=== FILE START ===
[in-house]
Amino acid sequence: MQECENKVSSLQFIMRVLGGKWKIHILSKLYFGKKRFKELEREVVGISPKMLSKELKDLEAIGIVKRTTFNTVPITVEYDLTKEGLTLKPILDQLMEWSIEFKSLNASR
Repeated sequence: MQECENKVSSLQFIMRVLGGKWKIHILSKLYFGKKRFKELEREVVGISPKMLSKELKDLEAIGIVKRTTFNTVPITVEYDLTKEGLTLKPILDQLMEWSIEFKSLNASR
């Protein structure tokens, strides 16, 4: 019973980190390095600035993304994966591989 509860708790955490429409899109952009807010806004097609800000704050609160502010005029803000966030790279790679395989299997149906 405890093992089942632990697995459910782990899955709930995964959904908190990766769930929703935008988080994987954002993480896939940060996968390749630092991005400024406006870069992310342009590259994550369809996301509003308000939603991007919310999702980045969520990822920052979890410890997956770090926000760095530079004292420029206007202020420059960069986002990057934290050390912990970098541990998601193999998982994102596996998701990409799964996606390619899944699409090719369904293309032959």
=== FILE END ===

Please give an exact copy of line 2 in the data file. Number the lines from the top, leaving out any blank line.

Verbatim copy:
Amino acid sequence: MQECENKVSSLQFIMRVLGGKWKIHILSKLYFGKKRFKELEREVVGISPKMLSKELKDLEAIGIVKRTTFNTVPITVEYDLTKEGLTLKPILDQLMEWSIEFKSLNASR